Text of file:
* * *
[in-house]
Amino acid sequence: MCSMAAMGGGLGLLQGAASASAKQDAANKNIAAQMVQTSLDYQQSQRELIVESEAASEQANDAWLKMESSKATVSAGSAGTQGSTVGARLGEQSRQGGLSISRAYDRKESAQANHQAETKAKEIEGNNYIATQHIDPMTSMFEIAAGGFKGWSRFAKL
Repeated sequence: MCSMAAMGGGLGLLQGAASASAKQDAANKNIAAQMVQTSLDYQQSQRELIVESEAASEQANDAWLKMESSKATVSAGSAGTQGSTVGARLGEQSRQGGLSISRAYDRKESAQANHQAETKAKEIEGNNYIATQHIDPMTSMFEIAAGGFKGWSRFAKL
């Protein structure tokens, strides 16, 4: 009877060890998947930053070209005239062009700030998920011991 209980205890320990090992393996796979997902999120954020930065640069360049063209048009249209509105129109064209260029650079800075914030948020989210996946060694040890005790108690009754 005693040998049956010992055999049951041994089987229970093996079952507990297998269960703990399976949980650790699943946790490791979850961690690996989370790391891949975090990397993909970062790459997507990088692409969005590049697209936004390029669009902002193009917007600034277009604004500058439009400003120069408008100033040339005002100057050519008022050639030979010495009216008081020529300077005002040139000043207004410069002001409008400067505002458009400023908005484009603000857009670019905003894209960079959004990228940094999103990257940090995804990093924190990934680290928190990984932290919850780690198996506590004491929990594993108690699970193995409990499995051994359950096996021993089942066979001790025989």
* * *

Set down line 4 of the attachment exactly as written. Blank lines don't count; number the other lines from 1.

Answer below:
């Protein structure tokens, strides 16, 4: 009877060890998947930053070209005239062009700030998920011991 209980205890320990090992393996796979997902999120954020930065640069360049063209048009249209509105129109064209260029650079800075914030948020989210996946060694040890005790108690009754 005693040998049956010992055999049951041994089987229970093996079952507990297998269960703990399976949980650790699943946790490791979850961690690996989370790391891949975090990397993909970062790459997507990088692409969005590049697209936004390029669009902002193009917007600034277009604004500058439009400003120069408008100033040339005002100057050519008022050639030979010495009216008081020529300077005002040139000043207004410069002001409008400067505002458009400023908005484009603000857009670019905003894209960079959004990228940094999103990257940090995804990093924190990934680290928190990984932290919850780690198996506590004491929990594993108690699970193995409990499995051994359950096996021993089942066979001790025989």